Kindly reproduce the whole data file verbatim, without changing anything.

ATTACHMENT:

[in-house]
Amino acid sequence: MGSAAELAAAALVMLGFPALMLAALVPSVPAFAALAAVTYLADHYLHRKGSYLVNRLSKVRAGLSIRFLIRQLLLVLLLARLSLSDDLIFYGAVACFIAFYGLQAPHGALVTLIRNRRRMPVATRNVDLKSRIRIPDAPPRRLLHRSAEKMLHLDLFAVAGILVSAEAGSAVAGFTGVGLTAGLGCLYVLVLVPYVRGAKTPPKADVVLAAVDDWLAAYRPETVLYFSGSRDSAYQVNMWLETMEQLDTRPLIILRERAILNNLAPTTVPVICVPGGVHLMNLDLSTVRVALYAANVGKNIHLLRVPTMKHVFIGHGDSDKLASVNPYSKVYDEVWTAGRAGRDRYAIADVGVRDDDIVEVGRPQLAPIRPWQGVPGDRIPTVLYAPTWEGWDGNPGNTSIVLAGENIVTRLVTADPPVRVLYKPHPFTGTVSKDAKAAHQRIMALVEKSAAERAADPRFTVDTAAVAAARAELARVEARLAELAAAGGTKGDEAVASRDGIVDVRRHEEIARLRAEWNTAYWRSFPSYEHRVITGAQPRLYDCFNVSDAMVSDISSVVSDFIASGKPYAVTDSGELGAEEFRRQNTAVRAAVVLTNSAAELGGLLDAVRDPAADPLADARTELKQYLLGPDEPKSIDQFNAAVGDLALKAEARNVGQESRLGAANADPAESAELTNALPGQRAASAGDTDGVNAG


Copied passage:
[in-house]
Amino acid sequence: MGSAAELAAAALVMLGFPALMLAALVPSVPAFAALAAVTYLADHYLHRKGSYLVNRLSKVRAGLSIRFLIRQLLLVLLLARLSLSDDLIFYGAVACFIAFYGLQAPHGALVTLIRNRRRMPVATRNVDLKSRIRIPDAPPRRLLHRSAEKMLHLDLFAVAGILVSAEAGSAVAGFTGVGLTAGLGCLYVLVLVPYVRGAKTPPKADVVLAAVDDWLAAYRPETVLYFSGSRDSAYQVNMWLETMEQLDTRPLIILRERAILNNLAPTTVPVICVPGGVHLMNLDLSTVRVALYAANVGKNIHLLRVPTMKHVFIGHGDSDKLASVNPYSKVYDEVWTAGRAGRDRYAIADVGVRDDDIVEVGRPQLAPIRPWQGVPGDRIPTVLYAPTWEGWDGNPGNTSIVLAGENIVTRLVTADPPVRVLYKPHPFTGTVSKDAKAAHQRIMALVEKSAAERAADPRFTVDTAAVAAARAELARVEARLAELAAAGGTKGDEAVASRDGIVDVRRHEEIARLRAEWNTAYWRSFPSYEHRVITGAQPRLYDCFNVSDAMVSDISSVVSDFIASGKPYAVTDSGELGAEEFRRQNTAVRAAVVLTNSAAELGGLLDAVRDPAADPLADARTELKQYLLGPDEPKSIDQFNAAVGDLALKAEARNVGQESRLGAANADPAESAELTNALPGQRAASAGDTDGVNAG